Autor: Roland Gruber , 28.11.2016

After 60 years of operation, the intake trash racks at the Verbois power plant near Geneva were in need of replacement. Along with the replacement, the rather old two-part manual trash rack cleaning system was to be replaced.

With a modern, fully automated trash rack cleaner (TRC). Austrian-based specialist Künz submitted the most favoured solution and was awarded the contract. The new system with its redundant layout now ensures enhanced performance and security while reducing downtimes at the facility. Measuring 7.8 m in width, the TRCM with its portal-type layout offers more space for staff and improves plant security in previously dangerous areas.

Hydropower plant Verbois is situated on the River Rhône, around 10 km downriver past the city of Geneva. In 2012, after more than 60 years of use, the intake trash rakes had to be replaced due to natural wear and tear. The intake trash rack system measures 65 m in width and is almost 20 m high, which makes it one of the largest of its kind in Switzerland. As can be imagined, the replacement project was no small job. A year earlier, an official tender had been put out for the delivery of a trash rack cleaning machine. Provider Künz from the Austrian province of Vorarlberg submitted the economically most favourable offer and was awarded the contract. The two obsolete manual trash rack cleaning machines could now be replaced by a single TRCM based on redundancy supporting technology.

The two old TRCMs are based on the concept of a so-called grab rake. As the name suggests, this type of rake has a claw-like shape that is used in a downward cleaning motion to grab the debris. During the hoisting phase, the rake remains closed, which prevents it from grabbing more debris until it is lowered again. Good cleaning efficiency also requires the application of a large amount of weight per meter. This original system was manufactured by long-established firm Jonneret of Geneva and proved very successful for manual cleaning. The reasons for installing two machines was their low cleaning width and the required redundancy. Unlike the old system, the new one has a motorised rake hoisting mechanism and uses a so-called pivot rake. “This rake has a greater cleaning width of 3 1/2 metres, and it’s heavier as well, which makes it easier to sweep across layers of debris,” explains Ing. Samuel Wolfgang, TRCM Project Leader at Künz.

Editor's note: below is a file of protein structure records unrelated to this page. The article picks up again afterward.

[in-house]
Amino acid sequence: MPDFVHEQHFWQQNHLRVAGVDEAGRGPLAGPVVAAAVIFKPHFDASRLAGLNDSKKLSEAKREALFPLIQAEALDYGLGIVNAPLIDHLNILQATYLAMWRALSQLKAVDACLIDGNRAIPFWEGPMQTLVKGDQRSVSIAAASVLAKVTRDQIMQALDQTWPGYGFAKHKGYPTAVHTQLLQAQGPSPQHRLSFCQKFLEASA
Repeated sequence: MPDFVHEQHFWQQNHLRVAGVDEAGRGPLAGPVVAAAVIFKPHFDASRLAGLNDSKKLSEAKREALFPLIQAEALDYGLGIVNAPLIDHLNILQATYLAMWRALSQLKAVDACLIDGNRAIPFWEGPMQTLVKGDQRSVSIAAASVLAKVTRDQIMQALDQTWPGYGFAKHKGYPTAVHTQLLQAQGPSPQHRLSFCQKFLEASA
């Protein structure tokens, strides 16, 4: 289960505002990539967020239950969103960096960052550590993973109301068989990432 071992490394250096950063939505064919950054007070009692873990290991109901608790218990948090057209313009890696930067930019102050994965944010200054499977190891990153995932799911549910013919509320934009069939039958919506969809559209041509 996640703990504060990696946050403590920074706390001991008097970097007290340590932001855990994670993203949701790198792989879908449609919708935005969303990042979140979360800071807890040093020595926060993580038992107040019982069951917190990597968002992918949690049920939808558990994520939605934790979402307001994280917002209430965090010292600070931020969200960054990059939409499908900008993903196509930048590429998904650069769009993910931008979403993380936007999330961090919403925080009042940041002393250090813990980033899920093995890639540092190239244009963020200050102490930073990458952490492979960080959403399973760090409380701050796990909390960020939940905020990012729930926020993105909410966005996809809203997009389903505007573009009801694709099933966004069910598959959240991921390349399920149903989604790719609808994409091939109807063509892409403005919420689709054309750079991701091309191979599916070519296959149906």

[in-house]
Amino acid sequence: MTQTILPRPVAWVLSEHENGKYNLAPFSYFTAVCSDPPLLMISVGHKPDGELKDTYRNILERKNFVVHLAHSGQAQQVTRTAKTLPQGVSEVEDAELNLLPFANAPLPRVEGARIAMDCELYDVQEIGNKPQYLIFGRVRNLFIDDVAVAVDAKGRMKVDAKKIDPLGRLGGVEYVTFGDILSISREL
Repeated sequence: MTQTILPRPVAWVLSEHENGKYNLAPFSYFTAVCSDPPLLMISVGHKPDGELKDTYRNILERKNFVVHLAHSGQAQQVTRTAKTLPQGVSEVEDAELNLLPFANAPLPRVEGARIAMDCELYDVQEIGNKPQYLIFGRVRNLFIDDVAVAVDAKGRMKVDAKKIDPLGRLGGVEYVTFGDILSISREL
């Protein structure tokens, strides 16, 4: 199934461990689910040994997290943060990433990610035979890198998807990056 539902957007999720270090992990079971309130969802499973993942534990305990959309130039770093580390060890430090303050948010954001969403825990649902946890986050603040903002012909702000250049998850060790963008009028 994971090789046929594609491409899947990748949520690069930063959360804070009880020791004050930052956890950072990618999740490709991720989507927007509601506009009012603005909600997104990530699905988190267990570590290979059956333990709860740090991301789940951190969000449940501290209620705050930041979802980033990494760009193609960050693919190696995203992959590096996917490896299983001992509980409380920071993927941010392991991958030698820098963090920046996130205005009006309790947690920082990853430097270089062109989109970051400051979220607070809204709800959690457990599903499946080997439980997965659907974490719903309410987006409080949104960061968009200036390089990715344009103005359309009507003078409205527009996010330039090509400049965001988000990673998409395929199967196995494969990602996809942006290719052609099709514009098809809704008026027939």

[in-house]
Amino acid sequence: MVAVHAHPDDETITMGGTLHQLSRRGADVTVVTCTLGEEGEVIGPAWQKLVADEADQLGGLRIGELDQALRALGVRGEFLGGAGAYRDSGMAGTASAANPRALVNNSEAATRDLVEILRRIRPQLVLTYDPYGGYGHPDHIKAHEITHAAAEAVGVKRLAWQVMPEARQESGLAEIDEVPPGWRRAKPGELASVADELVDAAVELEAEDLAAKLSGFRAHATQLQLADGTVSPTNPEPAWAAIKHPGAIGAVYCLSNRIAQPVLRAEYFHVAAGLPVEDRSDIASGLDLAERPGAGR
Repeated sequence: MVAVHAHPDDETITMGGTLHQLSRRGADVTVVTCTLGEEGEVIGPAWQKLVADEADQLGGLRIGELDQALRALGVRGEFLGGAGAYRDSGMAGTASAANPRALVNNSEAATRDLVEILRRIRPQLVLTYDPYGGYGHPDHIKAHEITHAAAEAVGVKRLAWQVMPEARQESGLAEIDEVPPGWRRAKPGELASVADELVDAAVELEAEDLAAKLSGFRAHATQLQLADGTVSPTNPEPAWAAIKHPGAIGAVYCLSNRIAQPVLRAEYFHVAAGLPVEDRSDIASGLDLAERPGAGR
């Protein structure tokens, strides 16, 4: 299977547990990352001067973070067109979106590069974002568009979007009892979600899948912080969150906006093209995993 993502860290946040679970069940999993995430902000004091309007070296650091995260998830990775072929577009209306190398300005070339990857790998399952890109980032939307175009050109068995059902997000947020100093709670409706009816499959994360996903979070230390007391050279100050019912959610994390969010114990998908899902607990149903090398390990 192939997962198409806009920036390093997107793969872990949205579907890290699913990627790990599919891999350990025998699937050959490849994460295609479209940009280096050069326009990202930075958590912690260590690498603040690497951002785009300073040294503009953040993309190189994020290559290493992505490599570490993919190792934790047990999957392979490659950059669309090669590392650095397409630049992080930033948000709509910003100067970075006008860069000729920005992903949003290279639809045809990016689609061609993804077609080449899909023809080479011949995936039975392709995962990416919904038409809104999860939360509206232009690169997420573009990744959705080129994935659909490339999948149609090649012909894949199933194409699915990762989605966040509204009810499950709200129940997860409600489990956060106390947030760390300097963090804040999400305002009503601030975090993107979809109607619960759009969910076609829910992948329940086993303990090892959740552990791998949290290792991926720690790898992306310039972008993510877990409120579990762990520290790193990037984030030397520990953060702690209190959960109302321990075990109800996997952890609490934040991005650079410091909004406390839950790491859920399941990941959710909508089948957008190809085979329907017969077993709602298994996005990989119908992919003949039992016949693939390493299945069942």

The hoisting rig and carriage mechanism of the Künz trash rack cleaner are controlled electromechanically.Frequency-controlled drives keep the movements smooth and steady. To achieve optimum performance, the hoist mechanism is initially run at a low speed, which is then ramped up gradually to its maximum performance level.

The power plant is designed to accommodate a public road, which passes across the premises at the highest point. This meant that the facility’s premises had to be fenced off along a 200 m stretch. For operational reasons, the area was divided into three sections, which allowed for automatic cleaning and maintenance work to be performed at the same time. The various access gates to the individual sections are monitored and integrated into the automatic control system. In addition to section monitoring, the TRCM was equipped with a new feature for detecting oversized debris objects such as tree trunks. There is a portal crane each to the left and to the right of the TRCM. These cranes are used for technical revisions. When the TCRM is in operation, they are usually parked in idle position. Whenever they are moved within the TRCM’s operating range, an anti-collision mechanism causes the TRCM to stop automatically. All these extra security measures were approved and released for automatic operation by Swiss industrial accident insurer SUVA.